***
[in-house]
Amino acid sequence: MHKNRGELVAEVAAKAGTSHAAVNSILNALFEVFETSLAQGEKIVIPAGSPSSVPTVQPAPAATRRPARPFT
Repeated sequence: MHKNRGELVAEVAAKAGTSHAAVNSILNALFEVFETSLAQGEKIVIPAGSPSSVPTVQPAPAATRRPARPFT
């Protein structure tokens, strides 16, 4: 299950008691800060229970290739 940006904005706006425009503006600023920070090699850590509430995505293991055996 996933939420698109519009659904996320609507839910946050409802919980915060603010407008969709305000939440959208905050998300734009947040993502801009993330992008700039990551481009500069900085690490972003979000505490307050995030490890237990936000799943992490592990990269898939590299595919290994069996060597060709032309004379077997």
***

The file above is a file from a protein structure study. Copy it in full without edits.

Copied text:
[in-house]
Amino acid sequence: MHKNRGELVAEVAAKAGTSHAAVNSILNALFEVFETSLAQGEKIVIPAGSPSSVPTVQPAPAATRRPARPFT
Repeated sequence: MHKNRGELVAEVAAKAGTSHAAVNSILNALFEVFETSLAQGEKIVIPAGSPSSVPTVQPAPAATRRPARPFT
């Protein structure tokens, strides 16, 4: 299950008691800060229970290739 940006904005706006425009503006600023920070090699850590509430995505293991055996 996933939420698109519009659904996320609507839910946050409802919980915060603010407008969709305000939440959208905050998300734009947040993502801009993330992008700039990551481009500069900085690490972003979000505490307050995030490890237990936000799943992490592990990269898939590299595919290994069996060597060709032309004379077997």